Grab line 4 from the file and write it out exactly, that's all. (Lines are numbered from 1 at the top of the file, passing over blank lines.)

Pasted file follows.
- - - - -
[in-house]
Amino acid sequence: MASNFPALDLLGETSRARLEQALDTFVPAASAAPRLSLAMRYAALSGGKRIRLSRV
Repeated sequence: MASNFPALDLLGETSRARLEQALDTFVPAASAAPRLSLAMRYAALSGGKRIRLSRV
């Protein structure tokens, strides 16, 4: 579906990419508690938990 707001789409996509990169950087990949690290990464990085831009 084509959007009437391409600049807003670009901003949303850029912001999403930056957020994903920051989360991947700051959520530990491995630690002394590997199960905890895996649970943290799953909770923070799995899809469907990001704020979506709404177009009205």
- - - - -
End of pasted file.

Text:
């Protein structure tokens, strides 16, 4: 579906990419508690938990 707001789409996509990169950087990949690290990464990085831009 084509959007009437391409600049807003670009901003949303850029912001999403930056957020994903920051989360991947700051959520530990491995630690002394590997199960905890895996649970943290799953909770923070799995899809469907990001704020979506709404177009009205």